As you approach retirement, there are several decisions that can impact the level of income you will receive when you stop working. One such decision will be about claiming your Social Security retirement benefit.
More than half of eligible Americans take their benefits “early”-after they reach 62, even though they are locking in a permanent reduction in their monthly payment by as much as 25 percent. Still, “early” makes sense for many if they have little in savings and simply need the money. However, many do it because they can, without realizing they are giving up progressively higher payments each year they wait to claim, potentially losing as much as 32 percent than if they had waited to age 70. Surveys have shown that nearly 40 percent in this camp actually regret their decision to claim “early” once they realize how much they have given up in lifetime income. For some couples, this could translate into hundreds of thousands of dollars for not adopting a “wait to take” strategy.
This “wait” strategy makes even more sense when you consider the growing longevity for both men and women. On average, women reaching age 65 today can expect to live to age 86 and men to 84, according to the Social Security Administration. While that’s good news, it also presents several new challenges. A longer life increases the likelihood that you’ll have increased medical and long-term care expenses. The value of your nest egg will be more significantly impacted by increases in the cost of living over a longer term. And, quite simply, you could outlive your money.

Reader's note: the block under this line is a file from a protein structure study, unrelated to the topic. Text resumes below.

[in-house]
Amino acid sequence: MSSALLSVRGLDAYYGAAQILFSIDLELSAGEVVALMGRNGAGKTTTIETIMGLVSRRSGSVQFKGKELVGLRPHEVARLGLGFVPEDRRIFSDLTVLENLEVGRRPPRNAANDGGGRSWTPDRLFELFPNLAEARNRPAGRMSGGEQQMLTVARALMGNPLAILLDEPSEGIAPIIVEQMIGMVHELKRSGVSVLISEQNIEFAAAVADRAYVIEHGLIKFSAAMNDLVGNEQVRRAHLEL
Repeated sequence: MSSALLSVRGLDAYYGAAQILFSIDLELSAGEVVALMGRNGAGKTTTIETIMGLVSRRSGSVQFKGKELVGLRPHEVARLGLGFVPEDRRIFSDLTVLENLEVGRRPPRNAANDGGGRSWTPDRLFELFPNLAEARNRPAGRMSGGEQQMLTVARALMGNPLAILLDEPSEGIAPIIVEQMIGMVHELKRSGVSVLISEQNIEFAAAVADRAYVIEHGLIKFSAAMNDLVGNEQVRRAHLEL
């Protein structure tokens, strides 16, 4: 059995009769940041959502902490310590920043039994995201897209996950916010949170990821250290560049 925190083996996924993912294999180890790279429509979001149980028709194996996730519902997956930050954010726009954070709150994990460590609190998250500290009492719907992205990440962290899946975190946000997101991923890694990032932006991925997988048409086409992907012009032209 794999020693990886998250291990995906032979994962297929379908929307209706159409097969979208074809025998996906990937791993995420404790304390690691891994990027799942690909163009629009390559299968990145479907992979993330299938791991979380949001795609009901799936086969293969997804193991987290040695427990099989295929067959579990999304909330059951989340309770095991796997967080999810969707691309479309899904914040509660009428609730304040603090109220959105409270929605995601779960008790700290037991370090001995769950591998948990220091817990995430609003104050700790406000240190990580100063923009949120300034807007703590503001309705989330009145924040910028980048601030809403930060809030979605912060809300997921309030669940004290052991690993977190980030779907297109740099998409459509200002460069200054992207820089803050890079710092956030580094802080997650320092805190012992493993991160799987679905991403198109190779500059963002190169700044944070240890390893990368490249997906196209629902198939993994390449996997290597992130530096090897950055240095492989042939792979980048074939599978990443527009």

This means that today, it’s more important than ever to make calculated decisions about when to begin drawing Social Security benefits within the context of your overall retirement income plan and to develop a strategy to maximize the value of it. Evaluating a number of decision factors can help you maximize your Social Security retirement benefits and even your survivor’s benefits. By addressing each of these factors as it pertains to you, you can develop a plan to get the most out of your benefits when combined with other sources of retirement income.
Once a plan is in place, you can then knowledgeably and confidently make your appointment at the local Social Security Office, which can be found via the website www.ssa.gov. Here you can find more information about the claiming process.
To recap, if you are considering applying for benefits soon, you’re likely concerned with four primary decision factors:
Your Age-when should you draw benefits?
Your Job-How do earnings impact your benefits?
Your Taxes-How are benefits taxed when combined with other retirement income?
Your Marital Status-How do spousal and survivor benefits work?
From "Amy & Dan Smith's Planning for Life" column appearing monthly in the Blue Ridge Leader, Loudoun County, VA.
The foregoing article contains general legal information only and is not intended to convey legal advice. For legal advice regarding estate planning, the reader should contact his/her lawyer.
Daniel D. Smith is a partner in the law firm of Smith & Pugh, PLC, 161 Fort Evans Road, NE, Suite 345, Leesburg, VA 20176. (Tel: 703-777-6084, www.smithpugh.com). He has practiced law in Loudoun County since 1980.